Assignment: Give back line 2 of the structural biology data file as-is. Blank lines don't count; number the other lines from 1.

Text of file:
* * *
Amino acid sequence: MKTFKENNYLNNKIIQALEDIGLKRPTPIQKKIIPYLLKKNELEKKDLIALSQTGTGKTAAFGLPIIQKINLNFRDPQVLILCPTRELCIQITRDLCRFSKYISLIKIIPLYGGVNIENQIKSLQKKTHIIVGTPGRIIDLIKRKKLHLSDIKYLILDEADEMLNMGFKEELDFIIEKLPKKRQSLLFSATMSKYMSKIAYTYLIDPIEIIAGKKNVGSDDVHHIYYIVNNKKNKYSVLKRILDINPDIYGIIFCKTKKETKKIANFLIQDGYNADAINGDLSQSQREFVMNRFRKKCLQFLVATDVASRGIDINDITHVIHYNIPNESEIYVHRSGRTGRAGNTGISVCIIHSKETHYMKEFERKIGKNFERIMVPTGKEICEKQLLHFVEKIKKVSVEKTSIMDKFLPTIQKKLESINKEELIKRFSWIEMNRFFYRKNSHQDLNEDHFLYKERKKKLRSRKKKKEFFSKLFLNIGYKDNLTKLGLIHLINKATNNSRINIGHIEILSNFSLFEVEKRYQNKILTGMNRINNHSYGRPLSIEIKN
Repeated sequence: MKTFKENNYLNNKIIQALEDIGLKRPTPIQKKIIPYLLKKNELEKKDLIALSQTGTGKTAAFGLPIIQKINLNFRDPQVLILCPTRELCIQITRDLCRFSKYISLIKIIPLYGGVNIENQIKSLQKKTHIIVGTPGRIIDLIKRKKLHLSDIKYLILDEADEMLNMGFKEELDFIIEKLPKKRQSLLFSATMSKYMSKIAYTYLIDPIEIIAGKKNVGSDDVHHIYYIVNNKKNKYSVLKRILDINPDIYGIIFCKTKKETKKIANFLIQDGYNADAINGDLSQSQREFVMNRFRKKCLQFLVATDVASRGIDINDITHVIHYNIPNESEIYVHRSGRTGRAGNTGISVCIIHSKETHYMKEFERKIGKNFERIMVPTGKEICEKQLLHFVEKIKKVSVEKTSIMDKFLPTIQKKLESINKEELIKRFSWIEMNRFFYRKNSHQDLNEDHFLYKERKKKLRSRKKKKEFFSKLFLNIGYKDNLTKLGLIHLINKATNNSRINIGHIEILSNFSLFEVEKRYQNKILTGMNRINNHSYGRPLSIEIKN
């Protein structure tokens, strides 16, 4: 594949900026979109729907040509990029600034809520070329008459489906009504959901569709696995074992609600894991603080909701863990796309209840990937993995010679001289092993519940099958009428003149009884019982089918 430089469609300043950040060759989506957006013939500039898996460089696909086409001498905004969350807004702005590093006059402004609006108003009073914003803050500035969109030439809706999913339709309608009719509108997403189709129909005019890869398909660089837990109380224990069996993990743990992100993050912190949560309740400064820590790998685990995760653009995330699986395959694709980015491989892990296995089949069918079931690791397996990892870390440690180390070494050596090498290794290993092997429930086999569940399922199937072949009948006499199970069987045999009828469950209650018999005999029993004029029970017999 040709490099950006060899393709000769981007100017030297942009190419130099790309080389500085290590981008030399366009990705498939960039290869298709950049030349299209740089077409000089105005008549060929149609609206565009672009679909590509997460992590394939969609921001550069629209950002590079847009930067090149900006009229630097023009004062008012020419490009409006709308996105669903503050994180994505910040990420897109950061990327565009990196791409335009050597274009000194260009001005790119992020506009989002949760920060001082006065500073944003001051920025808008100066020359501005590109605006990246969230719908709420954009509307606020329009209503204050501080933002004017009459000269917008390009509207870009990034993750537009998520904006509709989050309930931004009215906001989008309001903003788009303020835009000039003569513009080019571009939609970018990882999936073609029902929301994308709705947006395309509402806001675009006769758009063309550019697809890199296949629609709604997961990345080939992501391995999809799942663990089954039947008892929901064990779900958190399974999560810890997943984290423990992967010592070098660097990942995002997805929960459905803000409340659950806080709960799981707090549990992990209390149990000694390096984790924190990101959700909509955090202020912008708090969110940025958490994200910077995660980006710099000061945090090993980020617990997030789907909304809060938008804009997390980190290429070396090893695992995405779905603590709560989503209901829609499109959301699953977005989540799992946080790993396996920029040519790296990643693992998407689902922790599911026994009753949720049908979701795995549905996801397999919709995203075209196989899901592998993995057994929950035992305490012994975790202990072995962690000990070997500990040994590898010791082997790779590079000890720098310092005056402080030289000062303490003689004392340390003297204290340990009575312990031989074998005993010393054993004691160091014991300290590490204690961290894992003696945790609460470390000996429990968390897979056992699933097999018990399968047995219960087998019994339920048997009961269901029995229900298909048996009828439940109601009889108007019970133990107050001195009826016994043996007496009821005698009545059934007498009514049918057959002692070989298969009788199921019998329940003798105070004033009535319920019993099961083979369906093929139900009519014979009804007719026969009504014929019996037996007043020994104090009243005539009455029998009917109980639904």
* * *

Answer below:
Repeated sequence: MKTFKENNYLNNKIIQALEDIGLKRPTPIQKKIIPYLLKKNELEKKDLIALSQTGTGKTAAFGLPIIQKINLNFRDPQVLILCPTRELCIQITRDLCRFSKYISLIKIIPLYGGVNIENQIKSLQKKTHIIVGTPGRIIDLIKRKKLHLSDIKYLILDEADEMLNMGFKEELDFIIEKLPKKRQSLLFSATMSKYMSKIAYTYLIDPIEIIAGKKNVGSDDVHHIYYIVNNKKNKYSVLKRILDINPDIYGIIFCKTKKETKKIANFLIQDGYNADAINGDLSQSQREFVMNRFRKKCLQFLVATDVASRGIDINDITHVIHYNIPNESEIYVHRSGRTGRAGNTGISVCIIHSKETHYMKEFERKIGKNFERIMVPTGKEICEKQLLHFVEKIKKVSVEKTSIMDKFLPTIQKKLESINKEELIKRFSWIEMNRFFYRKNSHQDLNEDHFLYKERKKKLRSRKKKKEFFSKLFLNIGYKDNLTKLGLIHLINKATNNSRINIGHIEILSNFSLFEVEKRYQNKILTGMNRINNHSYGRPLSIEIKN